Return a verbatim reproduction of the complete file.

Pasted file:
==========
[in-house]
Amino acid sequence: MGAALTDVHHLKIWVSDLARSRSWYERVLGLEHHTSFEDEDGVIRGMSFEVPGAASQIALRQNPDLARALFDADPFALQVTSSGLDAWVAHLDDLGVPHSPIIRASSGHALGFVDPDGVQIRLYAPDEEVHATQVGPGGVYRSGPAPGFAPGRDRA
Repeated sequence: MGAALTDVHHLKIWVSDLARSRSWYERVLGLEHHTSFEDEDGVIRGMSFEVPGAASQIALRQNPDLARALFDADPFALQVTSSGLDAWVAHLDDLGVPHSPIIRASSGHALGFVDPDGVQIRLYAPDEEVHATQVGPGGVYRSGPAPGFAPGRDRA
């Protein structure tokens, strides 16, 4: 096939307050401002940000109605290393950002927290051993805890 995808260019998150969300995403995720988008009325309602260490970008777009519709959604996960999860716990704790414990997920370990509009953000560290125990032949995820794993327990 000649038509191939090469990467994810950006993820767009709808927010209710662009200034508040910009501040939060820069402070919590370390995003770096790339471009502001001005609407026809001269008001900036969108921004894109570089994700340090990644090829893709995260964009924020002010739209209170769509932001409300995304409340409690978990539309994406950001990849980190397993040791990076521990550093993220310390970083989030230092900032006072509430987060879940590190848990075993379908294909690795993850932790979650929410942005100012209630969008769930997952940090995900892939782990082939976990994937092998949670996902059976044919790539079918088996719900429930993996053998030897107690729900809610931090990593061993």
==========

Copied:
[in-house]
Amino acid sequence: MGAALTDVHHLKIWVSDLARSRSWYERVLGLEHHTSFEDEDGVIRGMSFEVPGAASQIALRQNPDLARALFDADPFALQVTSSGLDAWVAHLDDLGVPHSPIIRASSGHALGFVDPDGVQIRLYAPDEEVHATQVGPGGVYRSGPAPGFAPGRDRA
Repeated sequence: MGAALTDVHHLKIWVSDLARSRSWYERVLGLEHHTSFEDEDGVIRGMSFEVPGAASQIALRQNPDLARALFDADPFALQVTSSGLDAWVAHLDDLGVPHSPIIRASSGHALGFVDPDGVQIRLYAPDEEVHATQVGPGGVYRSGPAPGFAPGRDRA
């Protein structure tokens, strides 16, 4: 096939307050401002940000109605290393950002927290051993805890 995808260019998150969300995403995720988008009325309602260490970008777009519709959604996960999860716990704790414990997920370990509009953000560290125990032949995820794993327990 000649038509191939090469990467994810950006993820767009709808927010209710662009200034508040910009501040939060820069402070919590370390995003770096790339471009502001001005609407026809001269008001900036969108921004894109570089994700340090990644090829893709995260964009924020002010739209209170769509932001409300995304409340409690978990539309994406950001990849980190397993040791990076521990550093993220310390970083989030230092900032006072509430987060879940590190848990075993379908294909690795993850932790979650929410942005100012209630969008769930997952940090995900892939782990082939976990994937092998949670996902059976044919790539079918088996719900429930993996053998030897107690729900809610931090990593061993």